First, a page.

The issue is whether or not you would be considered "firmly resettled" in the third country prior to your arrival in the U.S. Let me ask you this:
(1) prior to coming to the U.S., did you ever enter this third country?
(2) if so, did you enter the third country with an offer of permanent resident status, citizenship, or some other type of permanent resettlement, or did you receive such an offer after you had entered the third country?
If you have never been in the third country, and no offer of permanent settlement was ever extended to you (meaning that you don't already have that status automatically), then I would say, no, you were never firmly resettled in that country and you should only have to demonstrate a fear of persecution in your home country.
But I would probably want to talk to you some more about the specific details.
Best of luck.
A more important question is: How can YOU prove that YOU have 'reasonable' fear of persecution based on your race, religion, political opinion and/or membership in a particular social group?
Just being from a country with problems isn't 'good enough'.
Go to a lawyer before filing potentially frivolous asylum papers.
PROFESSOR OF IMMIGRATION LAW for over 10 years -- This blog posting is offered for informational purposes only. It does not constitute an attorney-client relationship. Also, keep in mind that this is an INTERNET BLOG. You should not rely on anything you read here to make decisions which impact on your life. Meet with an attorney, via Skype, or in person, to obtain competent personal and professional guidance.
Good quesiton to ask an attorney during in person consultation.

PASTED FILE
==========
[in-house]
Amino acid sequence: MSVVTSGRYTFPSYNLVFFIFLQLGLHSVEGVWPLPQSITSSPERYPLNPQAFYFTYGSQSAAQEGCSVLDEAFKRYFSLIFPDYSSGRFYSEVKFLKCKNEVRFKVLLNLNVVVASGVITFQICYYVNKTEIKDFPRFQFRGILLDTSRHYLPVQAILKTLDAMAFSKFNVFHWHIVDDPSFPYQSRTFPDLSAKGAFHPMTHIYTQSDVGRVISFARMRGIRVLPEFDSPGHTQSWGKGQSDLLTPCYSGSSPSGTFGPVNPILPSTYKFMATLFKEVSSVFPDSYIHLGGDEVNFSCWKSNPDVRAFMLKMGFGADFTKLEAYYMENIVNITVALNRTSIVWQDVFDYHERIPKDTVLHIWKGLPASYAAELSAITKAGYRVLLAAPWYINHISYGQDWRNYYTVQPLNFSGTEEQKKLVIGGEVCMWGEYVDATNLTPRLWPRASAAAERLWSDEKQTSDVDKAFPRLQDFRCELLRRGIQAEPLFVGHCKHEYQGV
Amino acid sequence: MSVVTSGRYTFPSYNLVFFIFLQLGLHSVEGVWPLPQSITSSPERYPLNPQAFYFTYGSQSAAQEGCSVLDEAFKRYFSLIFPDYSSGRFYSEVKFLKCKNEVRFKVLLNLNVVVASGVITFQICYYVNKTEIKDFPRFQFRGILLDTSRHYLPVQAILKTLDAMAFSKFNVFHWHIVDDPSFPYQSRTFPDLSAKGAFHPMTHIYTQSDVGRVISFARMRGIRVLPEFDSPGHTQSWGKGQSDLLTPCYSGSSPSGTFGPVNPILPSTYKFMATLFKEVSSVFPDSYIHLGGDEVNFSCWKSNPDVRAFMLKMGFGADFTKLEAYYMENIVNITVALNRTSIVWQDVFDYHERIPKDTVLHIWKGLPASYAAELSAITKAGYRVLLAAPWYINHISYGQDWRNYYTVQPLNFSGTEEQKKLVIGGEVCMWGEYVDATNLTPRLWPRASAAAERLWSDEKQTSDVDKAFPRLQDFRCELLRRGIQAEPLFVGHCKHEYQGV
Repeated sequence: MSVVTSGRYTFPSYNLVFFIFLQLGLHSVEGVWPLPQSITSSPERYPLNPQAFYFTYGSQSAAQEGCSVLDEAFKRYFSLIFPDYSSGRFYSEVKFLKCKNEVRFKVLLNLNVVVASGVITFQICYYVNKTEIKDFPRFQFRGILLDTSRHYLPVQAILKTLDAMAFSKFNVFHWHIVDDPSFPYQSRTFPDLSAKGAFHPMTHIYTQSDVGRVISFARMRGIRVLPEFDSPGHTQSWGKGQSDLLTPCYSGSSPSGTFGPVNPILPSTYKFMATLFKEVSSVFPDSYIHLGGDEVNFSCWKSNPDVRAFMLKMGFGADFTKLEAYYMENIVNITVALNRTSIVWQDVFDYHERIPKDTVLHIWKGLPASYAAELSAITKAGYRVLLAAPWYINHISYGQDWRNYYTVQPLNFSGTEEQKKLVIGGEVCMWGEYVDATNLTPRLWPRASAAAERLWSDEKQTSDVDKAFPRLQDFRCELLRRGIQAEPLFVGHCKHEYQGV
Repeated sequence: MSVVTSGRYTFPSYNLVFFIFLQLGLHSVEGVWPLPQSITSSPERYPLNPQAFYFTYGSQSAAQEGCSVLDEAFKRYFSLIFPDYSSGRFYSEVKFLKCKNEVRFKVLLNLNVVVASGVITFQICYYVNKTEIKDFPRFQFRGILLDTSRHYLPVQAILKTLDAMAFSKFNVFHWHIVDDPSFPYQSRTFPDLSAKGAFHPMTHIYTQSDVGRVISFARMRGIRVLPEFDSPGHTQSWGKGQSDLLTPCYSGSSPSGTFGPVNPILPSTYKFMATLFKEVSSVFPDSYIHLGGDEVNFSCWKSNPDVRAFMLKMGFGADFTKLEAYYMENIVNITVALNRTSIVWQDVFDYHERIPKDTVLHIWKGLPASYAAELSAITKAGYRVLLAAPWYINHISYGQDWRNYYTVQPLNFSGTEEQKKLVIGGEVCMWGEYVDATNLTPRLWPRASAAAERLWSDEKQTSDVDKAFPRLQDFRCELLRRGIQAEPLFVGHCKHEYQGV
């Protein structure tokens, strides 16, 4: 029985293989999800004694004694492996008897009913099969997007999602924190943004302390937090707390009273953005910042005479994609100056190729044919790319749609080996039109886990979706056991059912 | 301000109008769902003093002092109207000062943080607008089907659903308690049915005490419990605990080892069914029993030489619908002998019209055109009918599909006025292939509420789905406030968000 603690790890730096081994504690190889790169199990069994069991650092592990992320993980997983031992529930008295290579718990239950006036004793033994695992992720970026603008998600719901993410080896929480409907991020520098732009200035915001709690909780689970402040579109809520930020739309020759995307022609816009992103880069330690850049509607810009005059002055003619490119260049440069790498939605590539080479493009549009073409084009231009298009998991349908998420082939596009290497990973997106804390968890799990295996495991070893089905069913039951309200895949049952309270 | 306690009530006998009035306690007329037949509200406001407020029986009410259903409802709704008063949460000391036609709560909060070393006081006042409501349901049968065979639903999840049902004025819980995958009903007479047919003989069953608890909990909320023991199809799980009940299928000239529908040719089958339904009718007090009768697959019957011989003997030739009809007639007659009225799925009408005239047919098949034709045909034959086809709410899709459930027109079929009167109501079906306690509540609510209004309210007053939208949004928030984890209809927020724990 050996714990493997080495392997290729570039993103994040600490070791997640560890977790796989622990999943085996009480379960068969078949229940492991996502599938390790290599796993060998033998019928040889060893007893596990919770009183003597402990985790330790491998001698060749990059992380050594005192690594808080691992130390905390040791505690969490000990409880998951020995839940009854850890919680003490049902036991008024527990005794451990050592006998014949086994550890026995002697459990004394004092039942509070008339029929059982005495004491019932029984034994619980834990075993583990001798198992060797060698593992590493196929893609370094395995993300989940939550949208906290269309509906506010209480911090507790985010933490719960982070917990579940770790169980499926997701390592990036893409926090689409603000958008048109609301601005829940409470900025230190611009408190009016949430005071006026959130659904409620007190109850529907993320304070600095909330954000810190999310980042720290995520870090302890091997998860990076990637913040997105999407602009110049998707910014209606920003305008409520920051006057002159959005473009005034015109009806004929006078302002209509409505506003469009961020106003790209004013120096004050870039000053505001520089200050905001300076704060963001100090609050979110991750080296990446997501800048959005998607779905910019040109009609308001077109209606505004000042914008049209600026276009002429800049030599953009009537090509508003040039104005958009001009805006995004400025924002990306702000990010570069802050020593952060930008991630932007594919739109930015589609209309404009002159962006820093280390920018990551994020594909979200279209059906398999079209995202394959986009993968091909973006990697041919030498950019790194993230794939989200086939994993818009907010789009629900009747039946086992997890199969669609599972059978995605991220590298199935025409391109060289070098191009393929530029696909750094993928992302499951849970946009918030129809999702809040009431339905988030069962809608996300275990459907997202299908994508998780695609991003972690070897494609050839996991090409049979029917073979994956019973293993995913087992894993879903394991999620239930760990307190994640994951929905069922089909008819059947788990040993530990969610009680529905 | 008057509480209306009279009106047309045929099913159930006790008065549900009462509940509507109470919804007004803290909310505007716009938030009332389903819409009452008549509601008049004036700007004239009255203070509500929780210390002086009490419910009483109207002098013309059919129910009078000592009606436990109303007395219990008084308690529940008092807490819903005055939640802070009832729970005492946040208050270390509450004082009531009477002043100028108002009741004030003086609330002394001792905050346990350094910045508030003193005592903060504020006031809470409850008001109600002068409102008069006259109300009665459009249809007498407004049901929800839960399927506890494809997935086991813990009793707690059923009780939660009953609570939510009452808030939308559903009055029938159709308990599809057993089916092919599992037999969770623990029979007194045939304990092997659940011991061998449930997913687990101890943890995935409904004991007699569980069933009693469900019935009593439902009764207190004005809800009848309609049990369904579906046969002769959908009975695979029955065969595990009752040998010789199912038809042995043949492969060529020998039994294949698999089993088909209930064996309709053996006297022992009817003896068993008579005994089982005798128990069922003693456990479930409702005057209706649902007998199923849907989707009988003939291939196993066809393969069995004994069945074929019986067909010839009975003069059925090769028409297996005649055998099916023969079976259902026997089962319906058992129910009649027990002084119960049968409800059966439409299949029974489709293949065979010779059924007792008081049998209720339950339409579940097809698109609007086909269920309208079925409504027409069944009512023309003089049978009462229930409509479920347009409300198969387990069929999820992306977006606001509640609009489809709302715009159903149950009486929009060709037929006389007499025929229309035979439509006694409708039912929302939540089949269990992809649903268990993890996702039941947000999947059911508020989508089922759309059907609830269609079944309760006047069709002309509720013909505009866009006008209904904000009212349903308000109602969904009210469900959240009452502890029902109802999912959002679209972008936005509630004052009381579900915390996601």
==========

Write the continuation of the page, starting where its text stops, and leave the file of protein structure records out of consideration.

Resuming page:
The information contained in this answer is provided for informational purposes only, and should not be construed as legal advice on any subject matter,not should it be viewed as establishing an attorney client relationship of any kind.
It should not affect your application, but there might be details there that are not mentioned here. Asylum is not something that a person usually can handle by him/herself. It would be a good idea to have an attorney working with you.
New York Immigration lawyer. This advice does not create an attorney client relationship. No specific legal advice may be offered by the lawyer until a conflicts check is undertaken. Information sent through a web form or via email may not be treated as confidential. Please accept my apologies for spelling mistakes.
You must be subject to persecution in your country of citizenship, and that persecution must be on account of your race, religion, particular social group, nationality, or political belief. If you have citizenship from two countries, you could still be deported to the country in which you don't face persecution.